S.

Socialnomics – Nice Video, crude Statistics

Erik Qualman says: “Statistics Show Social Media Is Bigger Than You Think”.

I would say: “Social Media Shows How Flexible Statistics Have Become!”

  1. Over 50% of the world’s population is under 30-years-old – That is right.
  2. 96% of Millennials have joined a social network – In this context, it is wrong! The truth is slightly different: Trendspotting found in a surveys on the US young generation that 96% of online teens/tweens report ever having used any type of social networking technology including IM/chat, text messaging and email.
  3. Facebook tops Google for weekly traffic in the U.S. – That is right. https://www.hitwise.com/us/datacenter/main/dashboard-10133.html
  4. Social Media has overtaken porn as the #1 activity on the Web – That is right since 2009. https://latimesblogs.latimes.com/technology/2009/01/social-media-po.html
  5. 1 out of 8 couples married in the U.S. last year met via social media – I could not find the cited McKinsey study. Everyone on the web cites McKinsey but no one links to the source.
  6. Years to Reach 50 millions Users: Radio (38 Years), TV (13 Years), Internet (4 Years), iPod (3 Years)… – I could not verify these numbers but the authors cite https://cyberschoolbus.un.org/
  7. Facebook added over 200 million users in less than a year – That may be right, but only in the 6th year of facebook’s existence. If really compared to Radio, TV, Internet and iPod (point 6), it would be right to say: facebook (4 Years). Facebook reached 1 Million in 2004, 5.5 Million in 2005, 12 Million in 2006, 50 Million in 2007, 100 Million in 2008 and 350 Million in 2009. https://www.facebook.com/press/info.php?timeline
  8. iPhone applications hit 1 billion in 9 months. – 1 Billion what? Apples? However, one billion Downloads from the Appstore, to be honest. What is social about downloading an app for iPhone and iPod touch? https://www.apple.com/itunes/billion-app-countdown/
  9. “We don’t have a choice on whether we DO social media, the question is how well we DO it.” – Another question is how well we DO statistics.
  10. If Facebook were a country it would be the world’s 3rd largest ahead of the United States and only behind China and India – That might be true, but obviously facebook isn’t a country. Would you compare your TV to a country? Or your Mobile Phone? Otherwise you could say: Mobile Phones are the world’s biggest country. https://en.wikipedia.org/wiki/List_of_countries_by_number_of_mobile_phones_in_use Read more
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B.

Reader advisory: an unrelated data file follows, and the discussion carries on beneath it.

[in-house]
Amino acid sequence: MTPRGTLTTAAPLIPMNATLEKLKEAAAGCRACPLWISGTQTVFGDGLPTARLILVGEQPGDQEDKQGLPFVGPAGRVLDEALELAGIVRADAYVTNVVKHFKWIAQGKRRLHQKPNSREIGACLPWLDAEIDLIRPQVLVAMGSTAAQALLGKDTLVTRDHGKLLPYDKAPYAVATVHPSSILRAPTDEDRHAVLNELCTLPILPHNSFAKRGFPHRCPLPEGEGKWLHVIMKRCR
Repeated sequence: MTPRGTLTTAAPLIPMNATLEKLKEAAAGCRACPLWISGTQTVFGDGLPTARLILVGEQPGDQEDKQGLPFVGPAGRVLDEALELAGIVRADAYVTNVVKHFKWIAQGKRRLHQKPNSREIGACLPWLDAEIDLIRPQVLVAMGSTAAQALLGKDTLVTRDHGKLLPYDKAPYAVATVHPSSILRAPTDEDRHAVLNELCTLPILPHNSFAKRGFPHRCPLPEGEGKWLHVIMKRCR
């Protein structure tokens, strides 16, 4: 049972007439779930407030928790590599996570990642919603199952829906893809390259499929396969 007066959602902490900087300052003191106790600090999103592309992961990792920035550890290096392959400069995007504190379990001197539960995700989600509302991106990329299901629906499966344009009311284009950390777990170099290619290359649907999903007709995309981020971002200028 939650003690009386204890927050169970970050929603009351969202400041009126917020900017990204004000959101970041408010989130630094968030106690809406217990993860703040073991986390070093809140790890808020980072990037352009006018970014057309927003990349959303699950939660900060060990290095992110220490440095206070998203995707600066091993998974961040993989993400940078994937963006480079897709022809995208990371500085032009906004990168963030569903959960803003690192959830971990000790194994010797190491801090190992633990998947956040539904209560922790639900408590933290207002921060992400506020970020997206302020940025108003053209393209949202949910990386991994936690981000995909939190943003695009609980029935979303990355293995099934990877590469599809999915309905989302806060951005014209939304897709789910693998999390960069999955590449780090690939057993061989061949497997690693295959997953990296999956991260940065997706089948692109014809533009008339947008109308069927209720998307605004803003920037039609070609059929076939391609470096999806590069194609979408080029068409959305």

Being admitted to college is not always easy for an iPad

A reader without connectivity problems

The iPad is facing difficulty being accepted at Princeton University and others because of network stability issues, connectivity problems and concerns about bandwidth overload. This could be quite a setback for Apple’s strategy to go after the higher education market by highlighting the iPad’s portability and availability of electronic books. Indeed, those features aren’t worth a lot if students are unable to connect to the internet to check emails or course assignments.

But acceptance is not only about connectivity issues. As for now the volume of educational content available via the iBookstore is far to small to eliminate expensive physical textbooks. This would be another argument to seriously reconsider putting an iPad on your wishlist before Christmas. According to industry analysts and professors, schools won’t fully embrace iPads until textbook publishers offer more digital resources that go beyond electronic versions of hard copy books. It could take several months, before such content will be available. “We’re not just turning a book into a PDF,” Josh Koppel of ScrollMotion said. Educational books are usually more difficult to translate into e-books because they often include mathematical formulas, graphs and other non-standard-text material. And students demand note-taking or highlighting functionality, features often unavailable on today’s e-reader-formats, such as Amazon’s Kindle or others.

Being an early adopter has its ups and downs. And sometimes it can be quite frustrating. George Washington said its wireless network’s security features don’t support the iPad. Princeton said it has proactively blocked about 20% of the devices from its network after noticing malfunctions within the school’s computer system. Cornell’s information-technology director Steve Schuster said that the school is seeing networking and connectivity issues. The colleges all say they are trying to find fixes to the problems.

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